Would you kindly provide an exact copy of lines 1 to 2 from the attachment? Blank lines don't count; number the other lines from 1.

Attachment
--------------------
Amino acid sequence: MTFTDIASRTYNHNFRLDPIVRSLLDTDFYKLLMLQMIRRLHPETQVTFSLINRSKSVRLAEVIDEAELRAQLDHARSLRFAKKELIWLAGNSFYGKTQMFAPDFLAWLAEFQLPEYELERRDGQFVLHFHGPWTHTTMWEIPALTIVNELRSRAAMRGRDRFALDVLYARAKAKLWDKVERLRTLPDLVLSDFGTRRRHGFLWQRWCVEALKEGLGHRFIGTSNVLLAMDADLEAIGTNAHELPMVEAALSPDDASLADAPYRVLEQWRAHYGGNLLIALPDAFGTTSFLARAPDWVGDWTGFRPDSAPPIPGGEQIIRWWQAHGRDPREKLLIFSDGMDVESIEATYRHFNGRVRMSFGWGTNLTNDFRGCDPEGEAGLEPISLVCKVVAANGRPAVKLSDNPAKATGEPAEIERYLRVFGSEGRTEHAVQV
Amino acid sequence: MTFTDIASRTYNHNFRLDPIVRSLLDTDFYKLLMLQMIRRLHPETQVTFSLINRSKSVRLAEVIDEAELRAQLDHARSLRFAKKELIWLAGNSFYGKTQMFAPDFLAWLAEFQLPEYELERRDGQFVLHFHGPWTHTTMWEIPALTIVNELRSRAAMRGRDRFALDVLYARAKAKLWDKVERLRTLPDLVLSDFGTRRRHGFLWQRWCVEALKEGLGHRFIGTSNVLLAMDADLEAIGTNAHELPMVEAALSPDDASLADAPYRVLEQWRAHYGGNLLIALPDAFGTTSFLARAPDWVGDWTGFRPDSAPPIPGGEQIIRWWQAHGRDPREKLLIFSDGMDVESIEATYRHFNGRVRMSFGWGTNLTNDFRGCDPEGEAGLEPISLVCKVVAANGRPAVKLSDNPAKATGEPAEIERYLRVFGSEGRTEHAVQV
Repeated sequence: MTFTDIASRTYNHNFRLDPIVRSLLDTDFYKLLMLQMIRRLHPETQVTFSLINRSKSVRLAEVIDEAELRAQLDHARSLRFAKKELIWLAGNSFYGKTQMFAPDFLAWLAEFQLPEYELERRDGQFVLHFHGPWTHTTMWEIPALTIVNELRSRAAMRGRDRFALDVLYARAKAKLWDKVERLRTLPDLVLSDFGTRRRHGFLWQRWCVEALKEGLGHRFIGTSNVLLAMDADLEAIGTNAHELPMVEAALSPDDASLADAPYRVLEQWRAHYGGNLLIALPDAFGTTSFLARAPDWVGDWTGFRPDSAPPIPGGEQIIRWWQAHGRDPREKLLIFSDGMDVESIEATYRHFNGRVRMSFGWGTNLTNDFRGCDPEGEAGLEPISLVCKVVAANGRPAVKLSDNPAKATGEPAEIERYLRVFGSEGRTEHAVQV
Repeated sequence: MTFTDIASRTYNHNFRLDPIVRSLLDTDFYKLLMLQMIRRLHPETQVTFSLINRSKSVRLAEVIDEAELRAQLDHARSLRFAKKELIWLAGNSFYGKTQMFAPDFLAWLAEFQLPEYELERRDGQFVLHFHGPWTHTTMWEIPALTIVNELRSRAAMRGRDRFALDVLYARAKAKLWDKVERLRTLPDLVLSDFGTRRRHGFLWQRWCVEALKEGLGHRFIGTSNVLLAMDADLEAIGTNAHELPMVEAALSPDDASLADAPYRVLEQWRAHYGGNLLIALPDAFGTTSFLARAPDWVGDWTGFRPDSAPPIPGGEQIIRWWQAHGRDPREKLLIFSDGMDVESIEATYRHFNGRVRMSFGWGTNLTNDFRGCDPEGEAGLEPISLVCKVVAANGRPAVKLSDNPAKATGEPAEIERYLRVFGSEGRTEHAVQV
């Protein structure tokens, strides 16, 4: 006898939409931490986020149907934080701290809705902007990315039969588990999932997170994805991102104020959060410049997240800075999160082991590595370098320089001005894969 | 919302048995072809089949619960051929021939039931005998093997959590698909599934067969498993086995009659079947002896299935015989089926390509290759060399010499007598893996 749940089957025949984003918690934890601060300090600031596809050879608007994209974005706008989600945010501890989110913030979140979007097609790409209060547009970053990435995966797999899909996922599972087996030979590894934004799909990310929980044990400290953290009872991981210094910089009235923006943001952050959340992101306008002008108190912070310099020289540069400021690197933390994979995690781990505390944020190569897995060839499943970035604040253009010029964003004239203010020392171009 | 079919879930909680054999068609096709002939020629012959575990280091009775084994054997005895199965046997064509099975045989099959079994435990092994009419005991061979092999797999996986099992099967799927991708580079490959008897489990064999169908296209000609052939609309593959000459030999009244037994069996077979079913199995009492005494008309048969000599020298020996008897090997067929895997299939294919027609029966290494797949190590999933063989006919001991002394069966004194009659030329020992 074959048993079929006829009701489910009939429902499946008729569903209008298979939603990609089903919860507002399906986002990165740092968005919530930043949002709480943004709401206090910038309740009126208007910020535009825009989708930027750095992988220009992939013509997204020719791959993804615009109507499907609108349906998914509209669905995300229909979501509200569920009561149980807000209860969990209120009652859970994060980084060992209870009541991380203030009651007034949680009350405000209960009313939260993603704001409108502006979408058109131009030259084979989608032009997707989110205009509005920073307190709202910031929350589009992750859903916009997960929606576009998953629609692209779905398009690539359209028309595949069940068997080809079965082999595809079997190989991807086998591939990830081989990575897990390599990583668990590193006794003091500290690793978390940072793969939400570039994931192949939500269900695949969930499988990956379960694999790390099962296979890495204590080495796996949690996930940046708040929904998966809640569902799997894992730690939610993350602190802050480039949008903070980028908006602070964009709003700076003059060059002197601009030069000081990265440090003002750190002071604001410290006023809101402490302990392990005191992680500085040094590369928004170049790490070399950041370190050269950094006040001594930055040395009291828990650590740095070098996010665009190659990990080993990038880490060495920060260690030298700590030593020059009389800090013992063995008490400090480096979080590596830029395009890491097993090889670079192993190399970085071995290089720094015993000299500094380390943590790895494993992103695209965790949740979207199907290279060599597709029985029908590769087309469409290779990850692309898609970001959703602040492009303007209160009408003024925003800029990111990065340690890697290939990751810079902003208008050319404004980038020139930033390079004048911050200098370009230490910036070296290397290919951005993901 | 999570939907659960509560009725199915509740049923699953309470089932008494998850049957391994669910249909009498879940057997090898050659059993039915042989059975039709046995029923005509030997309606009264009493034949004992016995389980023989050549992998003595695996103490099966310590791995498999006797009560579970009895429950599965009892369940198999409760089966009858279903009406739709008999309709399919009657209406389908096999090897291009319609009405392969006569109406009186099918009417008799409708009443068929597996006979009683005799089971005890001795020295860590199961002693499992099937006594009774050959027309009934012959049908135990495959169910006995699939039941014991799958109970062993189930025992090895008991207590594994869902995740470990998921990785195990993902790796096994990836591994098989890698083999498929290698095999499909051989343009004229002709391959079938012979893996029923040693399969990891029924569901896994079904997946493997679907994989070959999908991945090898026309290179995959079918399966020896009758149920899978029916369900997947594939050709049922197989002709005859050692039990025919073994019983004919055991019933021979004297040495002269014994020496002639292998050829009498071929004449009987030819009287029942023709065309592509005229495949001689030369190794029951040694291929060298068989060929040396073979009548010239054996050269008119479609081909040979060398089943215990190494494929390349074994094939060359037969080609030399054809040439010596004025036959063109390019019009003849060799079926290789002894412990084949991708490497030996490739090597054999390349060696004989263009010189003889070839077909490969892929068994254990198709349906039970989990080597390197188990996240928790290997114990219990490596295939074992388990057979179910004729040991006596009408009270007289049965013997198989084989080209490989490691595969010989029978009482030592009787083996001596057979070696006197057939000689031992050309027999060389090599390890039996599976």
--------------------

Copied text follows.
Amino acid sequence: MTFTDIASRTYNHNFRLDPIVRSLLDTDFYKLLMLQMIRRLHPETQVTFSLINRSKSVRLAEVIDEAELRAQLDHARSLRFAKKELIWLAGNSFYGKTQMFAPDFLAWLAEFQLPEYELERRDGQFVLHFHGPWTHTTMWEIPALTIVNELRSRAAMRGRDRFALDVLYARAKAKLWDKVERLRTLPDLVLSDFGTRRRHGFLWQRWCVEALKEGLGHRFIGTSNVLLAMDADLEAIGTNAHELPMVEAALSPDDASLADAPYRVLEQWRAHYGGNLLIALPDAFGTTSFLARAPDWVGDWTGFRPDSAPPIPGGEQIIRWWQAHGRDPREKLLIFSDGMDVESIEATYRHFNGRVRMSFGWGTNLTNDFRGCDPEGEAGLEPISLVCKVVAANGRPAVKLSDNPAKATGEPAEIERYLRVFGSEGRTEHAVQV
Amino acid sequence: MTFTDIASRTYNHNFRLDPIVRSLLDTDFYKLLMLQMIRRLHPETQVTFSLINRSKSVRLAEVIDEAELRAQLDHARSLRFAKKELIWLAGNSFYGKTQMFAPDFLAWLAEFQLPEYELERRDGQFVLHFHGPWTHTTMWEIPALTIVNELRSRAAMRGRDRFALDVLYARAKAKLWDKVERLRTLPDLVLSDFGTRRRHGFLWQRWCVEALKEGLGHRFIGTSNVLLAMDADLEAIGTNAHELPMVEAALSPDDASLADAPYRVLEQWRAHYGGNLLIALPDAFGTTSFLARAPDWVGDWTGFRPDSAPPIPGGEQIIRWWQAHGRDPREKLLIFSDGMDVESIEATYRHFNGRVRMSFGWGTNLTNDFRGCDPEGEAGLEPISLVCKVVAANGRPAVKLSDNPAKATGEPAEIERYLRVFGSEGRTEHAVQV